Pursuant to section 3-202 of the criminal law article of the annotated code of Maryland, a first degree assault is intentionally causing or attempting to cause serious physical injury to another or the use of a firearm in an assault. “Serious physical injury” means injury that creates a substantial risk of death or causes permanent and/or protracted, serious disfigurement, loss of the function of any bodily member or organ, or impairment of the function of any bodily member or organ.

A person who violates this section is guilty of the felony of assault in the first degree and upon conviction is subject to imprisonment not exceeding 25 years.

 

Second Degree Assault

Pursuant to section 3-203 of the criminal law article of  the annotated code of Maryland, second degree assault is not as serious as first degree assault and is intentionally causing or attempting to cause (such as a swing and a miss) physical injury. “Physical injury” in this case means any impairment of physical condition, including minor injuries.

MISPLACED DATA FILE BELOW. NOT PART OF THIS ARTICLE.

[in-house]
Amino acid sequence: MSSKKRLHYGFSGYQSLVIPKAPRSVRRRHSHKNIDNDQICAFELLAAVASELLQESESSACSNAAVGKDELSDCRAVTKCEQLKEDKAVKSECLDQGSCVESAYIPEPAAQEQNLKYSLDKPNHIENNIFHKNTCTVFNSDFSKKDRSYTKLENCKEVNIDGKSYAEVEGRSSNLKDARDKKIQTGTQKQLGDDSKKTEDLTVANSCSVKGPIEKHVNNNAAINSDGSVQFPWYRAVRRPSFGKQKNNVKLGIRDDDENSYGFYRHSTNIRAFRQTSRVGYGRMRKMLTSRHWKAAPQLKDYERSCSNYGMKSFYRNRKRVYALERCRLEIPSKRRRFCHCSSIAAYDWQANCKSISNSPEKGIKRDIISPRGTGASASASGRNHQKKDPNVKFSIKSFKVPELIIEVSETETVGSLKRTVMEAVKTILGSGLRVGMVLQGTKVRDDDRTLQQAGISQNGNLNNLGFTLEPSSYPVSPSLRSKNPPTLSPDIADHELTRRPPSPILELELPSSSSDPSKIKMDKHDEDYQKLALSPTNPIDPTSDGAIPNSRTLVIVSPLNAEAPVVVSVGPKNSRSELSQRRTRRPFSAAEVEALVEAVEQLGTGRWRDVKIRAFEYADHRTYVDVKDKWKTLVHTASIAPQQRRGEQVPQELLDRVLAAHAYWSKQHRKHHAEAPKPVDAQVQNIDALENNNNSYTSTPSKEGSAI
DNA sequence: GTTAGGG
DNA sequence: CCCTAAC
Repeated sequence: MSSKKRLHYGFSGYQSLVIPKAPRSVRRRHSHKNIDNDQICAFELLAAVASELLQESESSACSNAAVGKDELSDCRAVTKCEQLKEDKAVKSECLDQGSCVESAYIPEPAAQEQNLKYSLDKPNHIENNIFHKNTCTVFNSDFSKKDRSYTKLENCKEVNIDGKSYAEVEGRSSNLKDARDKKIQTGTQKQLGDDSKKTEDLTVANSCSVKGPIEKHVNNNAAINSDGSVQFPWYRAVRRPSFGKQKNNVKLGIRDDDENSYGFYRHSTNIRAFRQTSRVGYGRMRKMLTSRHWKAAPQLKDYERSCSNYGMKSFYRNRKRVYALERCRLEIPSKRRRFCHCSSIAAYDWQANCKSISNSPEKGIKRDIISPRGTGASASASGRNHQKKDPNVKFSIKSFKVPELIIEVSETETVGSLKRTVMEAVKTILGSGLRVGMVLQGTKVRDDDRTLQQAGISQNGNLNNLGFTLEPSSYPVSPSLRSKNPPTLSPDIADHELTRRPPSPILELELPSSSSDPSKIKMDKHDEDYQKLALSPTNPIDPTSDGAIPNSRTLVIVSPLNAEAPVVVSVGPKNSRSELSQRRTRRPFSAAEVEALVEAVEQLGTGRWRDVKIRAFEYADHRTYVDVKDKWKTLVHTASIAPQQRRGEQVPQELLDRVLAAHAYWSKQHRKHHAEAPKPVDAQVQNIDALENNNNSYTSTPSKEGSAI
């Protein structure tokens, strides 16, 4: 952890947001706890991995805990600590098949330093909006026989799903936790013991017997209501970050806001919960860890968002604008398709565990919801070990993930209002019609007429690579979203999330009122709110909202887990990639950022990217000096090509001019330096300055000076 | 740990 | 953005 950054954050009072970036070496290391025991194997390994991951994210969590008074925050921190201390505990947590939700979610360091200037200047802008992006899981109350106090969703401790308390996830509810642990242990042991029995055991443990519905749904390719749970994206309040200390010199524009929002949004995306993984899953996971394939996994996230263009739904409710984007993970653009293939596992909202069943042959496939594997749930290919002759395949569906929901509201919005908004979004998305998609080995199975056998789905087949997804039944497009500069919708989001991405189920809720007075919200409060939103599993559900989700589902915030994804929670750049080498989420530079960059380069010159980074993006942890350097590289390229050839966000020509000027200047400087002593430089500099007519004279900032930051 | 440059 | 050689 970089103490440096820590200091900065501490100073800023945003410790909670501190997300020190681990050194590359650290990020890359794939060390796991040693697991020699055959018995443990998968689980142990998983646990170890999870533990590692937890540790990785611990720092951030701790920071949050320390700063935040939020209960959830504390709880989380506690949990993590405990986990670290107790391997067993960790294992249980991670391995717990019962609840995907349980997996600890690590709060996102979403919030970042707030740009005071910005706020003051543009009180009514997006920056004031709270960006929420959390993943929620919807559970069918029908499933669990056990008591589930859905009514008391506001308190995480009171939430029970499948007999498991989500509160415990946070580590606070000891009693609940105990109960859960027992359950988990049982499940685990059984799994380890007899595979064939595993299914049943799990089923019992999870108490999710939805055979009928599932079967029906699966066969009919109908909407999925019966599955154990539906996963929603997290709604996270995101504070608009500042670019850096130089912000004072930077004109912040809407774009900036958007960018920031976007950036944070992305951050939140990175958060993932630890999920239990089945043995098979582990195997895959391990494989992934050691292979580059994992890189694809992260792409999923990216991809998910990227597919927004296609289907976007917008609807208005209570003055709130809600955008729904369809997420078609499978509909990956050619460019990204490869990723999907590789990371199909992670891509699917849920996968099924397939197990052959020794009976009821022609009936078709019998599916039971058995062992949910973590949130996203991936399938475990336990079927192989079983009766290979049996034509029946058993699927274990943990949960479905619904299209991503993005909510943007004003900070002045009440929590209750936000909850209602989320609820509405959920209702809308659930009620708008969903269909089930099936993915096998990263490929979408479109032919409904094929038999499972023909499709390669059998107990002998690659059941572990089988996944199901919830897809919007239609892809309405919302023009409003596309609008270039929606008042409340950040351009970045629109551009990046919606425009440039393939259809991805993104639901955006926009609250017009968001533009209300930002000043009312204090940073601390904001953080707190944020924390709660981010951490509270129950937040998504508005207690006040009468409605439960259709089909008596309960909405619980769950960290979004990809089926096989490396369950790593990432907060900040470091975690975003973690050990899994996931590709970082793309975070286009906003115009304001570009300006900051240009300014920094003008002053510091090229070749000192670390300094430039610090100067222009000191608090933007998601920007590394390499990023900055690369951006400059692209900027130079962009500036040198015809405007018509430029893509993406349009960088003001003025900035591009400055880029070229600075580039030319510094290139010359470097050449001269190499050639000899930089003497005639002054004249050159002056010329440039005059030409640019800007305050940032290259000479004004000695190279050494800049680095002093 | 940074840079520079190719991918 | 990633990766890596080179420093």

In Maryland, upon conviction of a felony, a person who commits second degree assault is guilty of a misdemeanor and can be subject to imprisonment not to exceed 10 years, or a fine not to exceed $2500 or both.

However – additionally a person convicted of second degree assault on a police officer in the performance of his/her official duties is guilty of a felony and subject to imprisonment for up to 10 years, or a fine of up to $5000, or both.

You should also know – In most jurisdictions the difference between a felony and a misdemeanor is the length of possible incarceration. Usually if you could receive a sentence of less than one year incarceration, then the crime is considered a misdemeanor; if you could receive a maximum sentence greater than one year, the crime is considered a felony. Not so in Maryland. In the state of Maryland, you can receive up to 10 years for a second degree assault conviction yet it is still considered a misdemeanor, unless the assault was committed upon a law enforcement officer, in which case it could possibly be considered a felony, especially if there was injury to a police officer.

Breaking and Entering & Burglary